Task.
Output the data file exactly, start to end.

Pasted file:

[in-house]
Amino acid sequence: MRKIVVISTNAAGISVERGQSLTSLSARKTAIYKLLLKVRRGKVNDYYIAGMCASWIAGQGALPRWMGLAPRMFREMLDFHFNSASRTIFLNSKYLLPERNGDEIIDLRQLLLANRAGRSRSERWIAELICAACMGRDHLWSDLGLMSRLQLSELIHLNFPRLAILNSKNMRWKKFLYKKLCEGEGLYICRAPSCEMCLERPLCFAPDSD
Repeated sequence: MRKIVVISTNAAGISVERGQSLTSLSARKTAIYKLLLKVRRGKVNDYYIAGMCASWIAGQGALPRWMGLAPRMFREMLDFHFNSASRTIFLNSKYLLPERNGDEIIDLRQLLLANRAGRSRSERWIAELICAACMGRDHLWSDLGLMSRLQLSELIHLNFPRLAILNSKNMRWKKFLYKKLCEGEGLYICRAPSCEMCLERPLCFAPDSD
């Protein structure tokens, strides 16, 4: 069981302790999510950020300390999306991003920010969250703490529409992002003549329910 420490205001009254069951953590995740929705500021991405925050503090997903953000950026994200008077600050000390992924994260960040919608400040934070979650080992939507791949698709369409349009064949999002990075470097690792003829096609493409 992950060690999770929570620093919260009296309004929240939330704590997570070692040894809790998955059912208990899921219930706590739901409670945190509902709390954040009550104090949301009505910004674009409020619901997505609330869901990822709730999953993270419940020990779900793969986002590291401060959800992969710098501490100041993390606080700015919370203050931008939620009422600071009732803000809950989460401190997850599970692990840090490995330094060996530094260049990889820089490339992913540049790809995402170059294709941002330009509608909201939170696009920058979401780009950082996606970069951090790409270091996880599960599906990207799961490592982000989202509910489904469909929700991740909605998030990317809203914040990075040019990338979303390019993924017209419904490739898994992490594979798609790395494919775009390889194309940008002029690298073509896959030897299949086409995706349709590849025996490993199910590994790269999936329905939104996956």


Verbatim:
[in-house]
Amino acid sequence: MRKIVVISTNAAGISVERGQSLTSLSARKTAIYKLLLKVRRGKVNDYYIAGMCASWIAGQGALPRWMGLAPRMFREMLDFHFNSASRTIFLNSKYLLPERNGDEIIDLRQLLLANRAGRSRSERWIAELICAACMGRDHLWSDLGLMSRLQLSELIHLNFPRLAILNSKNMRWKKFLYKKLCEGEGLYICRAPSCEMCLERPLCFAPDSD
Repeated sequence: MRKIVVISTNAAGISVERGQSLTSLSARKTAIYKLLLKVRRGKVNDYYIAGMCASWIAGQGALPRWMGLAPRMFREMLDFHFNSASRTIFLNSKYLLPERNGDEIIDLRQLLLANRAGRSRSERWIAELICAACMGRDHLWSDLGLMSRLQLSELIHLNFPRLAILNSKNMRWKKFLYKKLCEGEGLYICRAPSCEMCLERPLCFAPDSD
């Protein structure tokens, strides 16, 4: 069981302790999510950020300390999306991003920010969250703490529409992002003549329910 420490205001009254069951953590995740929705500021991405925050503090997903953000950026994200008077600050000390992924994260960040919608400040934070979650080992939507791949698709369409349009064949999002990075470097690792003829096609493409 992950060690999770929570620093919260009296309004929240939330704590997570070692040894809790998955059912208990899921219930706590739901409670945190509902709390954040009550104090949301009505910004674009409020619901997505609330869901990822709730999953993270419940020990779900793969986002590291401060959800992969710098501490100041993390606080700015919370203050931008939620009422600071009732803000809950989460401190997850599970692990840090490995330094060996530094260049990889820089490339992913540049790809995402170059294709941002330009509608909201939170696009920058979401780009950082996606970069951090790409270091996880599960599906990207799961490592982000989202509910489904469909929700991740909605998030990317809203914040990075040019990338979303390019993924017209419904490739898994992490594979798609790395494919775009390889194309940008002029690298073509896959030897299949086409995706349709590849025996490993199910590994790269999936329905939104996956």